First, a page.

Orinda Books and The Friends of the Orinda Library present Daniel Mason author of North Woods
Wednesday, September 27, 2023 – 7:00pm
A sweeping novel about a single house in the woods of New England, told through the lives of those who inhabit it across the centuries—a daring, moving tale of memory and fate from the Pulitzer Prize finalist and author of The Piano Tuner and The Winter Soldier.
When a pair of young lovers abscond from a Puritan colony, little do they know that their humble cabin in the woods will become home to an extraordinary succession of inhabitants. An English soldier, destined for glory, abandons the battlefields of the New World to devote himself to apples. A pair of spinster twins survive war and famine, only to succumb to envy and desire. A crime reporter unearths a mass grave, but finds the ancient trees refuse to give up their secrets. A lovelorn painter, a conman, a stalking panther, a lusty beetle: as each one confronts the mysteries of the north woods, they come to realize that the dark, raucous, beautiful past is very much alive.
Traversing cycles of history, nature, and even literature, North Woods shows the myriad, magical ways in which we’re connected to our environment and to one another, across time, language and space. Written along with the seasons and divided into the twelve months of the year, it is an unforgettable novel about secrets and fates that asks the timeless question: how do we live on, even after we’re gone?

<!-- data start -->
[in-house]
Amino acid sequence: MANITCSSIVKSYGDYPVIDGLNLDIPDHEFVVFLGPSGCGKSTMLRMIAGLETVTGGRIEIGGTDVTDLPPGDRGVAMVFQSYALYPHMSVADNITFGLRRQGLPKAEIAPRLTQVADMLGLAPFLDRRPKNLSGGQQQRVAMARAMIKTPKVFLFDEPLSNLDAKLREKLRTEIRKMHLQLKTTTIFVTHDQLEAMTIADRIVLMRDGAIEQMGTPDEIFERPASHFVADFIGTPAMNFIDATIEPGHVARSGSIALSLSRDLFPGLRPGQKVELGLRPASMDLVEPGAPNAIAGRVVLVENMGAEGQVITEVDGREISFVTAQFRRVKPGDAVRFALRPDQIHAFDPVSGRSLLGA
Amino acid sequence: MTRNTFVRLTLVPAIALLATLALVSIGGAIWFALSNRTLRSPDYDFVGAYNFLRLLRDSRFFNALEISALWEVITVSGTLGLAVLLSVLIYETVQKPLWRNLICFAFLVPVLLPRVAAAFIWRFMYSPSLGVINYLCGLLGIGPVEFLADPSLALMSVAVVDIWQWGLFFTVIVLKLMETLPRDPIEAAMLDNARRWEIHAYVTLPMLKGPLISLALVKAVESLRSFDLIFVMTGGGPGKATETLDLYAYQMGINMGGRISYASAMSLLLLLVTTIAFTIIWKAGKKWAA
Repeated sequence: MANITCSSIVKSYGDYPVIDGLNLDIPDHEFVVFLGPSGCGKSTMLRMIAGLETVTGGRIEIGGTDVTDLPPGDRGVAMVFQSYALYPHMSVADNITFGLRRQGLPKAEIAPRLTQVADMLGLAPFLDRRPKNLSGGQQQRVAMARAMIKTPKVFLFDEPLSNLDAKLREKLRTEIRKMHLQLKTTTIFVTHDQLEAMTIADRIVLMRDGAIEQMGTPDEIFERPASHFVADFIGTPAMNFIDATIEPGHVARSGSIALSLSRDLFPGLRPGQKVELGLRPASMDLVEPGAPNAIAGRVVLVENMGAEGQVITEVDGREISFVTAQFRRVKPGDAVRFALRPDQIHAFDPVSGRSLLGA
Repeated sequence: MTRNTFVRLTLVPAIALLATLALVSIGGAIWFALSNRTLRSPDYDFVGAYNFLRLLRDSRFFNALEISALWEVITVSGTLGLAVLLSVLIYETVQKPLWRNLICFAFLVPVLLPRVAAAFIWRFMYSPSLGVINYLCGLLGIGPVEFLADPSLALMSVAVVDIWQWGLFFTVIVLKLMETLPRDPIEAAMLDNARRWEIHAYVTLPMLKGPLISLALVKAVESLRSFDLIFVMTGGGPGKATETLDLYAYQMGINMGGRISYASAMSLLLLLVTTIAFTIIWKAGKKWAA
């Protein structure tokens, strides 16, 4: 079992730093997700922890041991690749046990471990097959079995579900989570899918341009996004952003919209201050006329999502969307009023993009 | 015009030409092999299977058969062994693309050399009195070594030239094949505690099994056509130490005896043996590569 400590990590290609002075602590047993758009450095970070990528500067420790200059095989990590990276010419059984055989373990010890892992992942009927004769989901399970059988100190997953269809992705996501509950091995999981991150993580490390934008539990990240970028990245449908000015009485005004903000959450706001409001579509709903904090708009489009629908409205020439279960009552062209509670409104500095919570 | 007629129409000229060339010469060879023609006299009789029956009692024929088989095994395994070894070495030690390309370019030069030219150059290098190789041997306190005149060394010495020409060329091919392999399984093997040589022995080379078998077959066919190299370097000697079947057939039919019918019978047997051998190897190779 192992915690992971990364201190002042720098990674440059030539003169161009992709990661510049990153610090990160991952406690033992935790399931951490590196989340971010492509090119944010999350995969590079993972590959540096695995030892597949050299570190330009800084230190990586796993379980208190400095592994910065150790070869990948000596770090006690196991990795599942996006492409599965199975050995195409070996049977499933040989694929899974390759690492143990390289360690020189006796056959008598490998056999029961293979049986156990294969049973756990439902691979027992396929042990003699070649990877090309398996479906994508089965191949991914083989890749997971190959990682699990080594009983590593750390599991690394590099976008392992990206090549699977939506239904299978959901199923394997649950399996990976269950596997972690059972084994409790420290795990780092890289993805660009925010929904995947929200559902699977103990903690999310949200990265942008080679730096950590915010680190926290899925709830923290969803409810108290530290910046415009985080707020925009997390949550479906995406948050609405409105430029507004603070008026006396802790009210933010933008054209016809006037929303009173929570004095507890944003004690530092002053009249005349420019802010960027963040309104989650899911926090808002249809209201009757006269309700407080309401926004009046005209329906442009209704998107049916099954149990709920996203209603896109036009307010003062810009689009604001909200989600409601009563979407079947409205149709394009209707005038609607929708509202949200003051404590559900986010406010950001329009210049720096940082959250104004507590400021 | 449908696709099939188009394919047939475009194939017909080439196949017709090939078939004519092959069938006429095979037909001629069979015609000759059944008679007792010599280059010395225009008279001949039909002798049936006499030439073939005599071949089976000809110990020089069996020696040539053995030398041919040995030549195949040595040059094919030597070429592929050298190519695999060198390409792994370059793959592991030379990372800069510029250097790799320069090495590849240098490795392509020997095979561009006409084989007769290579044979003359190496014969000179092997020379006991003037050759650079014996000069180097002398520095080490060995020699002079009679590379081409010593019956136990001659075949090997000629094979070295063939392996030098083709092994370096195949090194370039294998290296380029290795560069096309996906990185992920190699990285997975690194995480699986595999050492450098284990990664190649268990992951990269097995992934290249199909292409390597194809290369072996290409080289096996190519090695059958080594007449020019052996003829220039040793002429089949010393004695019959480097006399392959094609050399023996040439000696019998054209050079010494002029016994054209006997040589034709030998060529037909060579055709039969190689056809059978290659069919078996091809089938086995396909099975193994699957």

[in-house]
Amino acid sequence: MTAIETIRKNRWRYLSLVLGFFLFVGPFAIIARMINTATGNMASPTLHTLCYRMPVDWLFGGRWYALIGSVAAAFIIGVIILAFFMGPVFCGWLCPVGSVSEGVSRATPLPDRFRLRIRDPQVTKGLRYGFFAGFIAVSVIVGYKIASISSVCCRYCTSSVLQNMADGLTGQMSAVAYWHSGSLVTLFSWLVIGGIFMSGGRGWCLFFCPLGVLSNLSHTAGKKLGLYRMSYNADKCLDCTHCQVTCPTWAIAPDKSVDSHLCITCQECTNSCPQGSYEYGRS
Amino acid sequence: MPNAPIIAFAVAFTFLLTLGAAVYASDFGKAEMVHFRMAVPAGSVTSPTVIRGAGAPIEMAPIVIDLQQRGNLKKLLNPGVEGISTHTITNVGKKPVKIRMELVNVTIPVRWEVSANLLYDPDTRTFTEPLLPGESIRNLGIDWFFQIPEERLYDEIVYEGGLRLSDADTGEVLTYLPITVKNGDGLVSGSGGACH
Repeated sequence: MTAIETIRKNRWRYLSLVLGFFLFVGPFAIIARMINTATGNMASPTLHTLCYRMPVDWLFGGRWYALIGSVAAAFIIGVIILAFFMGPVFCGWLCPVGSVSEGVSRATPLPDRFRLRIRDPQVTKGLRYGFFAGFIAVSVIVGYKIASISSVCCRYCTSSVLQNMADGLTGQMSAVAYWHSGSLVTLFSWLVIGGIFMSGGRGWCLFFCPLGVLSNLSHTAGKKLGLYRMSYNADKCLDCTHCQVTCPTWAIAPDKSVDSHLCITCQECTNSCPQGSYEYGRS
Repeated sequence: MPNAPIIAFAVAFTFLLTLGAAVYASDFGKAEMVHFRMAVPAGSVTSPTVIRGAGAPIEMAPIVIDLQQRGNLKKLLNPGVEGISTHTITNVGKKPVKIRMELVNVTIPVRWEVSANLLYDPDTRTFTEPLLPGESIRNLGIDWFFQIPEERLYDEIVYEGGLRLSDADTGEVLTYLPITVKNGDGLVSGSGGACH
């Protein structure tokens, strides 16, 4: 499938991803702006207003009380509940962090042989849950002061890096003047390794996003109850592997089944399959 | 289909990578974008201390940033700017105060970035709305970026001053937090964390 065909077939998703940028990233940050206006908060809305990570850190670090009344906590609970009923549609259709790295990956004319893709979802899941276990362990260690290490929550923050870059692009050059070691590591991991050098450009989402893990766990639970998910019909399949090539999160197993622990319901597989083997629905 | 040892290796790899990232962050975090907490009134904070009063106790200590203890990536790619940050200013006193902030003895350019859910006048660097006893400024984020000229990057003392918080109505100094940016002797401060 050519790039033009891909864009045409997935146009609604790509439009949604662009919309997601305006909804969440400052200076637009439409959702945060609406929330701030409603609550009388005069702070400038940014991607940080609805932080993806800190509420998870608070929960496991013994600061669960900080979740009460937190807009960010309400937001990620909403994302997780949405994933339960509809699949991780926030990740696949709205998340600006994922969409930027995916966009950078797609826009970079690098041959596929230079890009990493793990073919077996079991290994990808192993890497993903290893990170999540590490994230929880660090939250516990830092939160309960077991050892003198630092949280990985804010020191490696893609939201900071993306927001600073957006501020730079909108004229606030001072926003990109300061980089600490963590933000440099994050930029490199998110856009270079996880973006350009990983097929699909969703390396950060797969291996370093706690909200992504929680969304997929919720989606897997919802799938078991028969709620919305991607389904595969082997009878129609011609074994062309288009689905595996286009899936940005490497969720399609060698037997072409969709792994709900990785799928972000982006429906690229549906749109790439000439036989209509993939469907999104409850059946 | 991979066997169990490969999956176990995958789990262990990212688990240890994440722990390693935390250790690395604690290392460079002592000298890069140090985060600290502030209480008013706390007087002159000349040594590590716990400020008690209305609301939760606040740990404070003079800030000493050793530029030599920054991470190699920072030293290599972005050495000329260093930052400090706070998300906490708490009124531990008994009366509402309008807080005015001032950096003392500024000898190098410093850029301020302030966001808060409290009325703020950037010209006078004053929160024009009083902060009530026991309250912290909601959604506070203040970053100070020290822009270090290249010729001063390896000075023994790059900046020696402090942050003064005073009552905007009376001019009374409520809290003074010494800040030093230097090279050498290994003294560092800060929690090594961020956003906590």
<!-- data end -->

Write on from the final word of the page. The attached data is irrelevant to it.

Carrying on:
“North Woods is the most original and spellbinding novel I’ve read in ages. Mason makes bramble, brush, and orchard come alive with the spirits of their unforgettable former inhabitants. Their lives and passionate loves and their chilling acts of vengeance had me glued to my seat.”—Abraham Verghese, New York Times bestselling author of The Covenant of Water
Daniel Mason is the author of The Piano Tuner, A Far Country, The Winter Soldier, and A Registry of My Passage Upon the Earth, which was a finalist for the Pulitzer Prize. His work has been translated into twenty-eight languages, adapted for opera and the stage, and awarded a Guggenheim Fellowship, the Joyce Carol Oates Prize, the California Book Award, the Northern California Book Award, and a Fellowship from the National Endowment for the Arts. His short stories and essays have been awarded two Pushcart Prizes, a National Magazine Award, and an O. Henry Prize. He is an assistant professor in the Stanford University department of psychiatry.
$32 admission includes a copy of the book.
A portion of the sales will benefit The Friends of the Orinda Library.